• lane departure warning system and advanced emergency braking system which are to be specified in future delegated acts.
  • New automated vehicles will need to comply with certain additional requirements as specified in future delegated acts and relating to:
    • systems replacing the driver's control of the vehicle;
    • systems providing the vehicle with real-time information on the state of the vehicle and the surrounding area;
    • driver readiness monitoring systems;
    • accident data recorder for automated vehicles; and
    • harmonised format for the exchange of data for the purposes of multi-brand vehicle platooning.

Update of rules on road infrastructure safety management

As part of its proposed amendments to the Directive on road infrastructure safety management, the Commission has introduced a requirement that road markings and road signs are applied and maintained in a way which ensures that they can be reliably recognised, including by connected and autonomous mobility systems. This proposal is said to be designed to complement the new-type approval rules discussed above (for instance, the visible road marking should increase the reliability of the lane-keeping assist) as well as to contribute to the realisation of the full safety potential of automated systems more generally.

Commission's strategy and next steps

With the framework of the Third Mobility Package, the Commission has also published a new policy strategy which aims to make the EU a world leader for connected and autonomous vehicles. The strategy notes that to achieve this goal, further changes to the EU regulatory framework will need to be made. This includes the adoption of new guidelines on the product liability framework, new rules on the sharing of vehicle data, as well as rules to ensure secured communication, data protection and interoperability. In addition, the strategy notes that to ensure competitiveness of the EU automotive industry going forward, further public investment in this area is required. The Commission seeks to address this concern, at least to some extent, by its commitment to make available up to EUR 450m worth of EU grants for these purposes.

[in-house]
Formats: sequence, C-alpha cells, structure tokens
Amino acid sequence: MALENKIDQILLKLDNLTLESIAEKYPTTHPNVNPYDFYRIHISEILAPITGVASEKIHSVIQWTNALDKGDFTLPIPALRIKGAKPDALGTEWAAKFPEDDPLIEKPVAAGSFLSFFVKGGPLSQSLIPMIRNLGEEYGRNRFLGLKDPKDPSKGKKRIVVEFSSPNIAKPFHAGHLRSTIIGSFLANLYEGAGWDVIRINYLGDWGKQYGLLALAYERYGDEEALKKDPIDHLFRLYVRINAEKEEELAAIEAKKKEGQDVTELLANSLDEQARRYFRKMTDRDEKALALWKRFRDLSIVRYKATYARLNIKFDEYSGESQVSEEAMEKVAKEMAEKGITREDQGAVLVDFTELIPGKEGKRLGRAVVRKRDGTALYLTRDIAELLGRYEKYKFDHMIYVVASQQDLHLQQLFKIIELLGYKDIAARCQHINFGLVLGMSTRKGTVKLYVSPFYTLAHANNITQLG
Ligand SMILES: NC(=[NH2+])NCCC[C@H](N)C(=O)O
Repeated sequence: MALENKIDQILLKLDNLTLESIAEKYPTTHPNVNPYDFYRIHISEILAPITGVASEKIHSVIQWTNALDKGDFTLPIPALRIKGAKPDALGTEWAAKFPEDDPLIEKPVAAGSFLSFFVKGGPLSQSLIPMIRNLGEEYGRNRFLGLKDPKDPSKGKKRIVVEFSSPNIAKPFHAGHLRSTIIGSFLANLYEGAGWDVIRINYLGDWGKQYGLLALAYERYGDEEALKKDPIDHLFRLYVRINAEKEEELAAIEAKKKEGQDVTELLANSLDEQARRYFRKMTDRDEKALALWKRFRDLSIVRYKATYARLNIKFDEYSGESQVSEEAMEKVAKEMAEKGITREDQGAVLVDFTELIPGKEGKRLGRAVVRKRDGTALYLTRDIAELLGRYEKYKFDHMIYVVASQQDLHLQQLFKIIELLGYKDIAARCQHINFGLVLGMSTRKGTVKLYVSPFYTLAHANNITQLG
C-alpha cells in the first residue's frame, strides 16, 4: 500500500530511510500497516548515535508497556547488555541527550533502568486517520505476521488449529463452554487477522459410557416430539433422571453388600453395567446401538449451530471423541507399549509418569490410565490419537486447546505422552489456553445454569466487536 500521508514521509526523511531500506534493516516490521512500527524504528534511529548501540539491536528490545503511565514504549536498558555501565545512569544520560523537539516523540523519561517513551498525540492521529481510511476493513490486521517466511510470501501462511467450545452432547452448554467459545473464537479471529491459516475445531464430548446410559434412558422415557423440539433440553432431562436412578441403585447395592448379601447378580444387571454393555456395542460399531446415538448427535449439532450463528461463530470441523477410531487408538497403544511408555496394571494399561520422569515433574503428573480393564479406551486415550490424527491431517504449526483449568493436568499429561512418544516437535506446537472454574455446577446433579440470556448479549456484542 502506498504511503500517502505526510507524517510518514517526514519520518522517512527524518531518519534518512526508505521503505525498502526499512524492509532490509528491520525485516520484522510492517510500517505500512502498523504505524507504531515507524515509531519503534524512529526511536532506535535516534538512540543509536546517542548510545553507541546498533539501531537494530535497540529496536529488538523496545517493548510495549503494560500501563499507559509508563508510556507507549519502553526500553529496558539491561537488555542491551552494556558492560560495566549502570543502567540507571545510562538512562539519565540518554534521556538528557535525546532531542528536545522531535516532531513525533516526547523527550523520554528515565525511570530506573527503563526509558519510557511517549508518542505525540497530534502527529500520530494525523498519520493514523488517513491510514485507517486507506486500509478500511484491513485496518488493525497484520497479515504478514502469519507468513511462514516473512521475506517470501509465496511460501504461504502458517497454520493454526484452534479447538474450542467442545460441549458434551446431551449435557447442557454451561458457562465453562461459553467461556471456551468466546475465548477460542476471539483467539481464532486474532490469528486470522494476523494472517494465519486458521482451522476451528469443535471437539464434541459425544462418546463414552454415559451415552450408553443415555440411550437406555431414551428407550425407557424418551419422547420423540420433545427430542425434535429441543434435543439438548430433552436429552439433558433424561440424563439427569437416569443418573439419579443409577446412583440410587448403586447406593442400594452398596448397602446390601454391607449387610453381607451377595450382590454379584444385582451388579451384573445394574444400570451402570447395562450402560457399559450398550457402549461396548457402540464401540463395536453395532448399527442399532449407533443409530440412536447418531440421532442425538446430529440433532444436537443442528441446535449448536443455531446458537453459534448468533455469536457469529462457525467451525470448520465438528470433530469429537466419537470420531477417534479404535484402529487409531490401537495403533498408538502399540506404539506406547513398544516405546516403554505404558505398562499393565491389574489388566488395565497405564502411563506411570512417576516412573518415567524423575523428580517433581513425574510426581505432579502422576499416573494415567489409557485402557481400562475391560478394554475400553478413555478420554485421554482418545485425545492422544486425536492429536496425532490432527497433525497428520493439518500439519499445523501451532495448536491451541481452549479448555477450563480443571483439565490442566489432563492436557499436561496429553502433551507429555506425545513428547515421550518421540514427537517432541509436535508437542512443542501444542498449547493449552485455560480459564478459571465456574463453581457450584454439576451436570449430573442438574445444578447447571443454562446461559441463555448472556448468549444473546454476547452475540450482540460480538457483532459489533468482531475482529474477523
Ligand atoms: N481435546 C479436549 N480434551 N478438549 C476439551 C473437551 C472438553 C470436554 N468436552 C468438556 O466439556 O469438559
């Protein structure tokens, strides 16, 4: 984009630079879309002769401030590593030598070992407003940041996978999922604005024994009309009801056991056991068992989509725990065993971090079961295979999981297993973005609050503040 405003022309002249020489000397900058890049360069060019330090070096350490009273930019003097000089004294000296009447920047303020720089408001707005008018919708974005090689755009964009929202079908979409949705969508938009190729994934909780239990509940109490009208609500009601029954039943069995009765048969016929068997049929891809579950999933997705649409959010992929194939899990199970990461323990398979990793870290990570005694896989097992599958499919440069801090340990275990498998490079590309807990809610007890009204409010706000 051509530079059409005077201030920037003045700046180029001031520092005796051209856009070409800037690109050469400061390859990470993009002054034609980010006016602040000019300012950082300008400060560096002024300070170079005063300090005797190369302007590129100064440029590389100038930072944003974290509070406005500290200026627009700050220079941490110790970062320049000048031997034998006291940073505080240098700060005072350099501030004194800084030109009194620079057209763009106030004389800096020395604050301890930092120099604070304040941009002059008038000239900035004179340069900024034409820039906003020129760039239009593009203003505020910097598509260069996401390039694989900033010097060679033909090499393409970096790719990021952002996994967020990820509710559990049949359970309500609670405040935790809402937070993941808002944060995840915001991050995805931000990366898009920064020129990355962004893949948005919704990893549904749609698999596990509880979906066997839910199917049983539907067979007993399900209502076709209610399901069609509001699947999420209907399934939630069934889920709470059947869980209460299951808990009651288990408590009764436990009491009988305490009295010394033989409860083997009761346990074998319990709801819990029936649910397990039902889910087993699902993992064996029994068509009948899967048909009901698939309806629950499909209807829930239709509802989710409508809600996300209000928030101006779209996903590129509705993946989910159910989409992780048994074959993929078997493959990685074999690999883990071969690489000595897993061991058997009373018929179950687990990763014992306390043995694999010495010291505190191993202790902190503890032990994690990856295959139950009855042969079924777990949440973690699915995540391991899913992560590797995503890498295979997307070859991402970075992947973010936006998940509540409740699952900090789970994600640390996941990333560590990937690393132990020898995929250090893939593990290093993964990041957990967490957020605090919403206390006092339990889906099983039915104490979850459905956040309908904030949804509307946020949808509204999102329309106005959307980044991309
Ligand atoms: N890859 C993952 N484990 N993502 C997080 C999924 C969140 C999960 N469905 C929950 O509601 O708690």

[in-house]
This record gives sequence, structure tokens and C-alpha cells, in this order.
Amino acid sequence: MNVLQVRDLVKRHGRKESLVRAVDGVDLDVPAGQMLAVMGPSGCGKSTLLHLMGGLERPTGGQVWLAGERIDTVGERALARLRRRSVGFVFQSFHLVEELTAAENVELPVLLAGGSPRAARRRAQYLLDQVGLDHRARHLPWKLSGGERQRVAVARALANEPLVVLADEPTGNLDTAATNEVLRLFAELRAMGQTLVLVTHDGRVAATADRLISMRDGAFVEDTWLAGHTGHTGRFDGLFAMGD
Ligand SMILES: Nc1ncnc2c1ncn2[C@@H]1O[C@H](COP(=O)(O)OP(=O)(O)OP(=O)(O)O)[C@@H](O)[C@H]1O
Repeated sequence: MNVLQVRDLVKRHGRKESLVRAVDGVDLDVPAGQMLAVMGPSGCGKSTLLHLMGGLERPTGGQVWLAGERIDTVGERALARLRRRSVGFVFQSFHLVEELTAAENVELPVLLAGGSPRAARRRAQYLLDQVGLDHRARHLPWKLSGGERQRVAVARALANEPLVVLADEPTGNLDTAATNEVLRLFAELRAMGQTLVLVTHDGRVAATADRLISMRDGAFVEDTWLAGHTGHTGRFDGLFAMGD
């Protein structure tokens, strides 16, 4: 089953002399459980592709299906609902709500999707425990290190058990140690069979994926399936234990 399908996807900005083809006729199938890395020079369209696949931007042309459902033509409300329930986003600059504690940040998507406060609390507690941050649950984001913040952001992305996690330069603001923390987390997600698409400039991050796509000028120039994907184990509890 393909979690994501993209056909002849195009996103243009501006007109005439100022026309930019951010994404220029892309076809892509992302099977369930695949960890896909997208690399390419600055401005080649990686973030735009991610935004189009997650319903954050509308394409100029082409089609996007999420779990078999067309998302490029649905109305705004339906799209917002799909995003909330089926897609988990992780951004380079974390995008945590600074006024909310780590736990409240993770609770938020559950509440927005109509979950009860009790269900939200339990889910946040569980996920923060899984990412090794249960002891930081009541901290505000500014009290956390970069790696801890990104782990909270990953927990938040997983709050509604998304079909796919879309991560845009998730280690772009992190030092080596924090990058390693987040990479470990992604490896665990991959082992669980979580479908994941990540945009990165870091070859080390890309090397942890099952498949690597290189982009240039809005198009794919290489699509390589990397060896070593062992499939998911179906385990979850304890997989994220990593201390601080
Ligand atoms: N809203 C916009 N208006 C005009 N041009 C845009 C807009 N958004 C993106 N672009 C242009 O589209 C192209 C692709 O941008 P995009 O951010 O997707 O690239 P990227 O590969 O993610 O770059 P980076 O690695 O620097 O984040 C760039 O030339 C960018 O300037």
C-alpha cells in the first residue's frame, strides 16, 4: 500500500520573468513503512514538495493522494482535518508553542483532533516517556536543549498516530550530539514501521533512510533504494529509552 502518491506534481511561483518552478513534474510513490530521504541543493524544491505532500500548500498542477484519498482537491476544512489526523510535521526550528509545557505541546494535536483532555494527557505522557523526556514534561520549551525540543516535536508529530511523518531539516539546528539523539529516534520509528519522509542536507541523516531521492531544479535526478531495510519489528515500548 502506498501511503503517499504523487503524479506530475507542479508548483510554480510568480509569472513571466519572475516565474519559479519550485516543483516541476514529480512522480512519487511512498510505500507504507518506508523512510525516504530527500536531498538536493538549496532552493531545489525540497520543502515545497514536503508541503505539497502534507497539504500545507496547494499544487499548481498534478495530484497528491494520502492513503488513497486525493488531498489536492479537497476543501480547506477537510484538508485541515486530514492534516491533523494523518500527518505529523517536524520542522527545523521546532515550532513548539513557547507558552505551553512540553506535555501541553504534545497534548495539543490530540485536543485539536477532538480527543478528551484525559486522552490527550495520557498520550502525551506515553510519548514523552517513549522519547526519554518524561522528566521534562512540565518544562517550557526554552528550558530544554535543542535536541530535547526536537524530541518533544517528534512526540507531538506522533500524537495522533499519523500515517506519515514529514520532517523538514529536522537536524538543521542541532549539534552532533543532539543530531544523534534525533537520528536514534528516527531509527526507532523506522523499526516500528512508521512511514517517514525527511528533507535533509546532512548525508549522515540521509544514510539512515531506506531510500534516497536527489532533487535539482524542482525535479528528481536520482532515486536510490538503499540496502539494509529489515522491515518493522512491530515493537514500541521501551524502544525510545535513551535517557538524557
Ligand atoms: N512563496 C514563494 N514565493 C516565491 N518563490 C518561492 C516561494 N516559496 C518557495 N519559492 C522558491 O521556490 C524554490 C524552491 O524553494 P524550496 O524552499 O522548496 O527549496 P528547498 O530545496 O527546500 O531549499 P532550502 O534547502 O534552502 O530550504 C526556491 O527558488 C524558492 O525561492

The Commission's proposals signal its commitment to ensuring that the EU is at the forefront of connected and autonomous vehicle technology.  With the United States' attempt to regulate connected and autonomous vehicles at a federal level currently held up in the Senate, the EU may have a real opportunity to try and take the lead in this area.  However it will need to move quickly.  A number of other countries – notably China – are seeking to introduce comprehensive regulatory frameworks for the testing and commercialisation of connected and autonomous vehicle technology (click here for our analysis of recent developments in China).  Although there is still currently all to play for, it may not be long until the winners start to emerge.

Key contacts

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Lode Van Den Hende

Partner, Brussels

Lode Van Den Hende
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Philip Pfeffer

Partner, London

Philip Pfeffer
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Joseph Falcone

Partner, New York

Joseph Falcone
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James Allsop

Partner, Australian Registered Foreign Lawyer (Admitted in England & Wales, not admitted in Australia), Melbourne

James Allsop